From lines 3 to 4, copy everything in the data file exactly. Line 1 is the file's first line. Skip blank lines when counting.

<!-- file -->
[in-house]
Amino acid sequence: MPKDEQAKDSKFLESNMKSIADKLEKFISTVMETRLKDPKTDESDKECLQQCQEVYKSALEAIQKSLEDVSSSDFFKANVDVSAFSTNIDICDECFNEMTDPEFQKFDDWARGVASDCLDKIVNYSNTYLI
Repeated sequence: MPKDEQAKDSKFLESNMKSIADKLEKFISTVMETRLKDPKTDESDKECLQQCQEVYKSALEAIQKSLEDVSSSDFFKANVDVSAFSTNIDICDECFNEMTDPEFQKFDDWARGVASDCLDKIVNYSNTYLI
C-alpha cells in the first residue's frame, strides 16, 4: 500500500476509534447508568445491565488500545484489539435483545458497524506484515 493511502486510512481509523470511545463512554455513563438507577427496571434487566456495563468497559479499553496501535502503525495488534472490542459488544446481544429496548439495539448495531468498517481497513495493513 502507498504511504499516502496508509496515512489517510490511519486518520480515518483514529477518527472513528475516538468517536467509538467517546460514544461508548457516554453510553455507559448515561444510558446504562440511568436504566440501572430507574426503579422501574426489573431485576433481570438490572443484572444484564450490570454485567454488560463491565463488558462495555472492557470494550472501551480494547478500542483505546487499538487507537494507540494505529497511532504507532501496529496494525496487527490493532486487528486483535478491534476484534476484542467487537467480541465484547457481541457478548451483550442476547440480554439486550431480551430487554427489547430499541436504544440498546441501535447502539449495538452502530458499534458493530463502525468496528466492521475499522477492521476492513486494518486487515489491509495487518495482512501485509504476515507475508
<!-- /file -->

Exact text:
Repeated sequence: MPKDEQAKDSKFLESNMKSIADKLEKFISTVMETRLKDPKTDESDKECLQQCQEVYKSALEAIQKSLEDVSSSDFFKANVDVSAFSTNIDICDECFNEMTDPEFQKFDDWARGVASDCLDKIVNYSNTYLI
C-alpha cells in the first residue's frame, strides 16, 4: 500500500476509534447508568445491565488500545484489539435483545458497524506484515 493511502486510512481509523470511545463512554455513563438507577427496571434487566456495563468497559479499553496501535502503525495488534472490542459488544446481544429496548439495539448495531468498517481497513495493513 502507498504511504499516502496508509496515512489517510490511519486518520480515518483514529477518527472513528475516538468517536467509538467517546460514544461508548457516554453510553455507559448515561444510558446504562440511568436504566440501572430507574426503579422501574426489573431485576433481570438490572443484572444484564450490570454485567454488560463491565463488558462495555472492557470494550472501551480494547478500542483505546487499538487507537494507540494505529497511532504507532501496529496494525496487527490493532486487528486483535478491534476484534476484542467487537467480541465484547457481541457478548451483550442476547440480554439486550431480551430487554427489547430499541436504544440498546441501535447502539449495538452502530458499534458493530463502525468496528466492521475499522477492521476492513486494518486487515489491509495487518495482512501485509504476515507475508